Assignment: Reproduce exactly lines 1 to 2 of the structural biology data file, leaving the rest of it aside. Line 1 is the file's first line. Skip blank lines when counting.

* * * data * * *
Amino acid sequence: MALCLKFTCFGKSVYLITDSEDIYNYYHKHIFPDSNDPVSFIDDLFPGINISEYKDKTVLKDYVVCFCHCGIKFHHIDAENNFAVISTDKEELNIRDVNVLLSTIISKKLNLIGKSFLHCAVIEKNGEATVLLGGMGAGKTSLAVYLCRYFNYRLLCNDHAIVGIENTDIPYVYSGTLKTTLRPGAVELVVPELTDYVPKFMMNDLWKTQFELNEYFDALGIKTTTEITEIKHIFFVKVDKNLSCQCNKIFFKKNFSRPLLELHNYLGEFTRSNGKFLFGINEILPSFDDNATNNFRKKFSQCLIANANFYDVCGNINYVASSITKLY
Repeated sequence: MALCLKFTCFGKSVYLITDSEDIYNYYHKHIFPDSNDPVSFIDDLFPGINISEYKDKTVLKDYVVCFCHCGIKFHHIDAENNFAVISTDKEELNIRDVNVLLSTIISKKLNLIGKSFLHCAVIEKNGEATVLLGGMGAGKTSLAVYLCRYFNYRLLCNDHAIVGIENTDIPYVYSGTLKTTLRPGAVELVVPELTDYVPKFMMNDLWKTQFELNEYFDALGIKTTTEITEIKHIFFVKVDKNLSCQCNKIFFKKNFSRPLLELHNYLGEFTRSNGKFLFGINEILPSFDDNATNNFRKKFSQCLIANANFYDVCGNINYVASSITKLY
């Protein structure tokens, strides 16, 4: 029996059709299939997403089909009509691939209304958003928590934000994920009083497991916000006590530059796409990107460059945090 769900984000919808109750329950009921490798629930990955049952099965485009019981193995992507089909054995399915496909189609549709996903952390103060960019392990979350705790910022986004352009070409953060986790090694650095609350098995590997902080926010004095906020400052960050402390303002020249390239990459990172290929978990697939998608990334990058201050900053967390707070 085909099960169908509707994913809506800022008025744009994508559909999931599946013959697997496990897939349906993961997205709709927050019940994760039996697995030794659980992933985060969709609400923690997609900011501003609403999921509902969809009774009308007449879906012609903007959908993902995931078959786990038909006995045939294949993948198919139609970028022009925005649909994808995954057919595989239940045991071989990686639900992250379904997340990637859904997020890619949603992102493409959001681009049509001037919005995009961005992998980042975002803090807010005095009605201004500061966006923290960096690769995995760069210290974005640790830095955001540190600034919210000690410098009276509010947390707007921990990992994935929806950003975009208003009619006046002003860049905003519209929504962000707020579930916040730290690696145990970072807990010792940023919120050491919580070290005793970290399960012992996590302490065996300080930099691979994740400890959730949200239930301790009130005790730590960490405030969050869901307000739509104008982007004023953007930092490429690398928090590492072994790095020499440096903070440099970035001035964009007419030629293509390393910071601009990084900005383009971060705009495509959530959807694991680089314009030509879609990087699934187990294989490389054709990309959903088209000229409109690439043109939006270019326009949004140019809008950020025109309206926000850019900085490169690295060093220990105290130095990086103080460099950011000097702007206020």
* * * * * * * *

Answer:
Amino acid sequence: MALCLKFTCFGKSVYLITDSEDIYNYYHKHIFPDSNDPVSFIDDLFPGINISEYKDKTVLKDYVVCFCHCGIKFHHIDAENNFAVISTDKEELNIRDVNVLLSTIISKKLNLIGKSFLHCAVIEKNGEATVLLGGMGAGKTSLAVYLCRYFNYRLLCNDHAIVGIENTDIPYVYSGTLKTTLRPGAVELVVPELTDYVPKFMMNDLWKTQFELNEYFDALGIKTTTEITEIKHIFFVKVDKNLSCQCNKIFFKKNFSRPLLELHNYLGEFTRSNGKFLFGINEILPSFDDNATNNFRKKFSQCLIANANFYDVCGNINYVASSITKLY
Repeated sequence: MALCLKFTCFGKSVYLITDSEDIYNYYHKHIFPDSNDPVSFIDDLFPGINISEYKDKTVLKDYVVCFCHCGIKFHHIDAENNFAVISTDKEELNIRDVNVLLSTIISKKLNLIGKSFLHCAVIEKNGEATVLLGGMGAGKTSLAVYLCRYFNYRLLCNDHAIVGIENTDIPYVYSGTLKTTLRPGAVELVVPELTDYVPKFMMNDLWKTQFELNEYFDALGIKTTTEITEIKHIFFVKVDKNLSCQCNKIFFKKNFSRPLLELHNYLGEFTRSNGKFLFGINEILPSFDDNATNNFRKKFSQCLIANANFYDVCGNINYVASSITKLY